Russian First Deputy Prime Minister Anatolii Chubais left Moscow on 14 November for talks in Kyiv on settling outstanding bilateral debts. Observers say, however, that the Ukrainian authorities would prefer dealing with former Russian Security Council Deputy Secretary Boris Berezovskii, an RFE/RL correspondent in Kyiv reported on 13 November. Ukrainian President Leonid Kuchma was reportedly disappointed by Berezovskii's recent dismissal. Ukrainian observers also expect that during the presidential campaign scheduled for 1999, Chubais will back former Prime Minister Yevgenii Marchuk rather than Kuchma, whom Berezovskii was expected to support. LB

RUSSIAN PRIVATE TV TO SOON BEGIN BROADCASTING IN UKRAINE

"Nezavisimaya gazeta" reported on 10 November that after months of negotiations, Russia's private network NTV is close to an agreement with the Ukrainian authorities to allow the network to begin broadcasting in Ukraine. If the plans go ahead, the newspaper said, NTV president Igor Malashenko may become Kuchma's "main image-maker" during the upcoming presidential campaign. LB

BELARUSIAN PRESIDENT SETS 1998 ECONOMIC TARGETS

President Alyaksandr Lukashenka on 13 November issued a decree setting the country's economic targets for 1998, Russian agencies reported. GDP is forecast to grow by 7-8 percent, industrial output by 8-9 percent, consumer goods production by 10-11 percent, and agricultural output by 4-5 percent. Inflation is to be kept below 2 percent a month. As a result, real incomes are forecast to grow by 6-7 percent. Meanwhile, "Nezavisimaya gazeta" on 14 November reported that the number of unemployed in Belarus has dropped to 2.4 percent. LF

ESTONIA'S ONLY POLITICAL PRISONER WILL BE PARDONED

By a vote of 36 to zero with two abstentions, the parliament has approved an amnesty of anyone convicted of treason, ETA reported on 13 November 1997. Twenty-eight lawmakers did not take part in the vote. The amnesty applies only to Tiit Madisson, Estonia's sole political prisoner, who in September 1996 was sentenced to two years in prison for a publication that called for overthrowing the country's constitutional order (see "End Note," "RFE/RL Newsline," 25 August 1997). Madisson has repeatedly protested his innocence and has appealed to the European Court of Justice. The amnesty goes into force on 14 November. JC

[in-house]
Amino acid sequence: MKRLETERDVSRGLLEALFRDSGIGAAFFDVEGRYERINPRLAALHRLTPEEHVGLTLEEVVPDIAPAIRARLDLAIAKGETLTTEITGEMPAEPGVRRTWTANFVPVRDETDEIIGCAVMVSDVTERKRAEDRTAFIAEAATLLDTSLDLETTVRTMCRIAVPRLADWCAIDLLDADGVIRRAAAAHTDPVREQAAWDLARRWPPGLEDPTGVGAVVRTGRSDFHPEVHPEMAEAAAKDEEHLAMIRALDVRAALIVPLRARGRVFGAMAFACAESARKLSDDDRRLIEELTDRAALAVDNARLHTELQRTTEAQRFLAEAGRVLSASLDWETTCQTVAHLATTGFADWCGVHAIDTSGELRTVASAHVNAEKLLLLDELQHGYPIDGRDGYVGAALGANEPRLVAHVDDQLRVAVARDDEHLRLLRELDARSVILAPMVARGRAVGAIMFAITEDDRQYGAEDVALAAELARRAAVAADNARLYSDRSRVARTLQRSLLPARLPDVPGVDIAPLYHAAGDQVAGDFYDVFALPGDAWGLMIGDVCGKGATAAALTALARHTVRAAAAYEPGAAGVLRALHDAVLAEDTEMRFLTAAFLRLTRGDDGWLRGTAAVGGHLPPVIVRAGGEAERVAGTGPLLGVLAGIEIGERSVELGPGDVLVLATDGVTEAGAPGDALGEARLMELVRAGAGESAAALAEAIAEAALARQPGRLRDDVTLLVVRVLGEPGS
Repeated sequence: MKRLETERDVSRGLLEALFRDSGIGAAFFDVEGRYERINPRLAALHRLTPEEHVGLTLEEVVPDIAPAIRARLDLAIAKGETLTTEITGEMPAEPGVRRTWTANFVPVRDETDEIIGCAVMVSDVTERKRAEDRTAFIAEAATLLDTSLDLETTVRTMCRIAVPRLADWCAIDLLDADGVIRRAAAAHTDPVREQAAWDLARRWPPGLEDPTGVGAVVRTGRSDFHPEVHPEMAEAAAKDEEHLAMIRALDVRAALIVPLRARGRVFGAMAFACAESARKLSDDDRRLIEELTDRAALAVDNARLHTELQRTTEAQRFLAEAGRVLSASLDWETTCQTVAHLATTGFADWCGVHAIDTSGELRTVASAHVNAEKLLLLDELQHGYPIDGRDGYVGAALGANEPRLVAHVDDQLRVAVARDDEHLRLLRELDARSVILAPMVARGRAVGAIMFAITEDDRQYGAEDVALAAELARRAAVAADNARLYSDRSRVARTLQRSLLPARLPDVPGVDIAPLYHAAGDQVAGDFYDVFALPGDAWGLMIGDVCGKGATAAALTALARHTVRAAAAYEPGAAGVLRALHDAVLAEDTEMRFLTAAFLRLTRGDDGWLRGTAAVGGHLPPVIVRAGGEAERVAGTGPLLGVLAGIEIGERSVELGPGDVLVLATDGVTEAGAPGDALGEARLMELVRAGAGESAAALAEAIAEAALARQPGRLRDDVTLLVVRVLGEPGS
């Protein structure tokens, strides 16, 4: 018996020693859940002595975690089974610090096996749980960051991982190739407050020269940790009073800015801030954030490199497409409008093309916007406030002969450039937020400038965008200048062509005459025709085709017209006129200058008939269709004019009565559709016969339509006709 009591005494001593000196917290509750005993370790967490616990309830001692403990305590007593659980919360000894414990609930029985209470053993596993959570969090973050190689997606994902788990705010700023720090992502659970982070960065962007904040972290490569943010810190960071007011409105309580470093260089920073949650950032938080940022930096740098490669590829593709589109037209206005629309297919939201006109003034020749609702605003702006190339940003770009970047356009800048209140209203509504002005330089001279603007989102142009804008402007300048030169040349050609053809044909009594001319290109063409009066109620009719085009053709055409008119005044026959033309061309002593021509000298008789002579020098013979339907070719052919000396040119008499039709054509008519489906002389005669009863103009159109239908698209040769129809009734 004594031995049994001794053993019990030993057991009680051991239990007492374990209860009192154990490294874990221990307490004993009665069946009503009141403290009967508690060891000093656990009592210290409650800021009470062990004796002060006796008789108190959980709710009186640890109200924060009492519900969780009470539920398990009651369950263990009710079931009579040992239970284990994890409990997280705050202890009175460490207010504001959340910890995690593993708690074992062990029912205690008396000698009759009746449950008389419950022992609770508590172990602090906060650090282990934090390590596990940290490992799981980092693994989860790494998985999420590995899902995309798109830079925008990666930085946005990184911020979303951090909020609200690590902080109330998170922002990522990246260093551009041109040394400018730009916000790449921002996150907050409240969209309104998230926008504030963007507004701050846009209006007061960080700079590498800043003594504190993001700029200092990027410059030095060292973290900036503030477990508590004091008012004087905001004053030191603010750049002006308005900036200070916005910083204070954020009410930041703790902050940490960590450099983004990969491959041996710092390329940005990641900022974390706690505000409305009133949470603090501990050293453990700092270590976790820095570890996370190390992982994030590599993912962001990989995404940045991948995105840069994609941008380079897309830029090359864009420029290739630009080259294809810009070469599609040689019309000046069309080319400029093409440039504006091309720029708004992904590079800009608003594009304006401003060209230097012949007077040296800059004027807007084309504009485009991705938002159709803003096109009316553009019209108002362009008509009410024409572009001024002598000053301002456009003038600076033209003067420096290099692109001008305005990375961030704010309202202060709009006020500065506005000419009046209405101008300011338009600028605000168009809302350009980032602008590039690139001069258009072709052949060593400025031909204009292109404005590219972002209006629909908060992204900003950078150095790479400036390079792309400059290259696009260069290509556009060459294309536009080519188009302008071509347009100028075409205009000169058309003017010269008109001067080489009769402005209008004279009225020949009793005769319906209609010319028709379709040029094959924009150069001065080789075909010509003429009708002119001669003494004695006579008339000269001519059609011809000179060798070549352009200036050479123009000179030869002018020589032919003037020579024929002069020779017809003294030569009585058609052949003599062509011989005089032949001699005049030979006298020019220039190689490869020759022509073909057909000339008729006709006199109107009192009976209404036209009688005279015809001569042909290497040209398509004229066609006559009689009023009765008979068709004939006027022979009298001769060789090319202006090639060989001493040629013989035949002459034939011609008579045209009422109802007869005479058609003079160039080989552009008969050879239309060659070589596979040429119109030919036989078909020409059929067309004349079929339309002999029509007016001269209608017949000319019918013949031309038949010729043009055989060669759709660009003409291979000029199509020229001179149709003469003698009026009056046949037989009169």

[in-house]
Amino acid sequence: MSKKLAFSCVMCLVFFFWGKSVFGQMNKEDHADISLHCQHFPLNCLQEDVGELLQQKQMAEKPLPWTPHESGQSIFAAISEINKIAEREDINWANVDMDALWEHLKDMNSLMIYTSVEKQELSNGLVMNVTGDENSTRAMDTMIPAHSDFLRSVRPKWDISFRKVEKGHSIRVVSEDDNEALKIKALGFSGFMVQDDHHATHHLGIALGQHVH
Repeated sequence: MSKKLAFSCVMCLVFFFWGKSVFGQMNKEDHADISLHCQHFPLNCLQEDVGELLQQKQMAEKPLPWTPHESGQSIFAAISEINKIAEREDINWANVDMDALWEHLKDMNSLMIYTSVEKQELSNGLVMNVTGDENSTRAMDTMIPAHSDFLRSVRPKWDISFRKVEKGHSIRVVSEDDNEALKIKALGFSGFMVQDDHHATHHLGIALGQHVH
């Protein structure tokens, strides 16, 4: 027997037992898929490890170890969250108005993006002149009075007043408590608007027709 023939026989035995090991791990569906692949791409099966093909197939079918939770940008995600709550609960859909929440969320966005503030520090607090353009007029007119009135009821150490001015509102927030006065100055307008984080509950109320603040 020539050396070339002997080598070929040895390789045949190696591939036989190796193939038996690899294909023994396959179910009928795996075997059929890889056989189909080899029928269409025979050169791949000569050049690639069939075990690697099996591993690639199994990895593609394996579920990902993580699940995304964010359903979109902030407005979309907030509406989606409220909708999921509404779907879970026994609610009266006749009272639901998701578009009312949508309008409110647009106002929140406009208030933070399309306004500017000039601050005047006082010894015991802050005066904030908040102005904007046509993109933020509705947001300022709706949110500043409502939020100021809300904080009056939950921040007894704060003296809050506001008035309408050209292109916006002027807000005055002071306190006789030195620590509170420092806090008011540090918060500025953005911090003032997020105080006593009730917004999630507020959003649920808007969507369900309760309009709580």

POLISH FOREIGN MINISTER IN VILNIUS

Poland remains committed to its policy of "strategic partnership" with Lithuania, Bronislaw Geremek stressed during his visit to Vilnius on 13 November, BNS reported. Following a meeting with his Lithuanian counterpart, Algirdas Saudargas, Geremek said a commission of the bilateral Intergovernmental Cooperation Council has been established to streamline the countries' policies on European security issues. Geremek also noted that Poland "fully understands" why the Baltic States rejected Russia's recent offer of security guarantees. He added that Warsaw is also wary of such an offer because "as one historian put it, the Russian army often used to come ahead of any guarantees whatsoever." JC

SOLIDARITY BLOC REGISTERS NEW PARTY

Solidarity Electoral Action (AWS), the senior partner in Poland's new coalition government, filed an application with the Warsaw Court on 13 November to register a new party. The registration motion was signed by 10,000 people. The founding committee of the party, the Social Movement of the AWS, includes Solidarity leader Marian Krzaklewski, Prime Minister Jerzy Buzek, and lower house speaker Maciej Pluzynski. Krzaklewski said recently that new party will espouse Christian values and "market-solidarity" principles. JC

KWASNIEWSKI WANTS TO OPEN COMMUNIST-ERA FILES

Polish President Aleksander Kwasniewski wants to make public communist-era secret service files, dpa quoted a presidential spokesman as saying on 13 November. Kwasniewski has submitted to the parliament a bill providing for the opening up of those files. Observers suggest that Kwasniewski, an ex-Communist, may have wanted to preempt a similar move by the center-right coalition, which has said it wants to settle old scores with former communist leaders. JC

ANOTHER CZECH PROTEST RALLY AGAINST RACISM

Several thousand people demonstrated in Brno on 13 November to protest what they called growing racism in the country, CTK reported. The demonstration came several days after skinheads in Prague killed a Sudanese student. That killing has prompted similar demonstrations in other Czech cities, amid calls for the government to take steps against anti-foreign and racially motivated violence (see "RFE/RL Newsline," 11 November 1997). MS